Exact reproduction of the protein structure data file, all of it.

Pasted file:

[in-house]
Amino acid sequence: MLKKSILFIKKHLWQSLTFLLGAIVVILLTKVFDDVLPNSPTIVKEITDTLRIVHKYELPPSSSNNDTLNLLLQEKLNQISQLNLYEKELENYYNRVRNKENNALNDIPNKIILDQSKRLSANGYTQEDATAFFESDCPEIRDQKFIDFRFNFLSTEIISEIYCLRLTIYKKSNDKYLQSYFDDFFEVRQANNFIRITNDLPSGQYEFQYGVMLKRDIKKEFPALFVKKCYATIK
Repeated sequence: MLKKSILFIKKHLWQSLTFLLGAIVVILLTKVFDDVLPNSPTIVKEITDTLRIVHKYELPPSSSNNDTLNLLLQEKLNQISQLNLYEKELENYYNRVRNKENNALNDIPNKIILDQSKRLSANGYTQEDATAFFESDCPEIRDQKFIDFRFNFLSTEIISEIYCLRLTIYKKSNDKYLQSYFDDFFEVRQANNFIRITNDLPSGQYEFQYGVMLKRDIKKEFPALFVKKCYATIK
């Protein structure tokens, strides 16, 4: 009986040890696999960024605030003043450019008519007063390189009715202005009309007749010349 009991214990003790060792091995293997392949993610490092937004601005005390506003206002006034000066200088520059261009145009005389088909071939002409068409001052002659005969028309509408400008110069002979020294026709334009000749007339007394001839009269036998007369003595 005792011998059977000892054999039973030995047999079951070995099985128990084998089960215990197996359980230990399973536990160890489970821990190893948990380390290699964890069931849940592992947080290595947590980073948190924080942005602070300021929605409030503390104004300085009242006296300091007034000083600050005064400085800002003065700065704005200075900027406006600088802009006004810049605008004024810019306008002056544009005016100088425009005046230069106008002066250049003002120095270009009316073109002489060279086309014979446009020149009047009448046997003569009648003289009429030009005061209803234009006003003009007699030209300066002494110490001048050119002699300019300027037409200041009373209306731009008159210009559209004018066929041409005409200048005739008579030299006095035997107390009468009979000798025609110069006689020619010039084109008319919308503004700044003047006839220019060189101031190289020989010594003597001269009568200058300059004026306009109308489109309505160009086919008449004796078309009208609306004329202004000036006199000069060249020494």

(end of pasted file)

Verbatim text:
[in-house]
Amino acid sequence: MLKKSILFIKKHLWQSLTFLLGAIVVILLTKVFDDVLPNSPTIVKEITDTLRIVHKYELPPSSSNNDTLNLLLQEKLNQISQLNLYEKELENYYNRVRNKENNALNDIPNKIILDQSKRLSANGYTQEDATAFFESDCPEIRDQKFIDFRFNFLSTEIISEIYCLRLTIYKKSNDKYLQSYFDDFFEVRQANNFIRITNDLPSGQYEFQYGVMLKRDIKKEFPALFVKKCYATIK
Repeated sequence: MLKKSILFIKKHLWQSLTFLLGAIVVILLTKVFDDVLPNSPTIVKEITDTLRIVHKYELPPSSSNNDTLNLLLQEKLNQISQLNLYEKELENYYNRVRNKENNALNDIPNKIILDQSKRLSANGYTQEDATAFFESDCPEIRDQKFIDFRFNFLSTEIISEIYCLRLTIYKKSNDKYLQSYFDDFFEVRQANNFIRITNDLPSGQYEFQYGVMLKRDIKKEFPALFVKKCYATIK
């Protein structure tokens, strides 16, 4: 009986040890696999960024605030003043450019008519007063390189009715202005009309007749010349 009991214990003790060792091995293997392949993610490092937004601005005390506003206002006034000066200088520059261009145009005389088909071939002409068409001052002659005969028309509408400008110069002979020294026709334009000749007339007394001839009269036998007369003595 005792011998059977000892054999039973030995047999079951070995099985128990084998089960215990197996359980230990399973536990160890489970821990190893948990380390290699964890069931849940592992947080290595947590980073948190924080942005602070300021929605409030503390104004300085009242006296300091007034000083600050005064400085800002003065700065704005200075900027406006600088802009006004810049605008004024810019306008002056544009005016100088425009005046230069106008002066250049003002120095270009009316073109002489060279086309014979446009020149009047009448046997003569009648003289009429030009005061209803234009006003003009007699030209300066002494110490001048050119002699300019300027037409200041009373209306731009008159210009559209004018066929041409005409200048005739008579030299006095035997107390009468009979000798025609110069006689020619010039084109008319919308503004700044003047006839220019060189101031190289020989010594003597001269009568200058300059004026306009109308489109309505160009086919008449004796078309009208609306004329202004000036006199000069060249020494």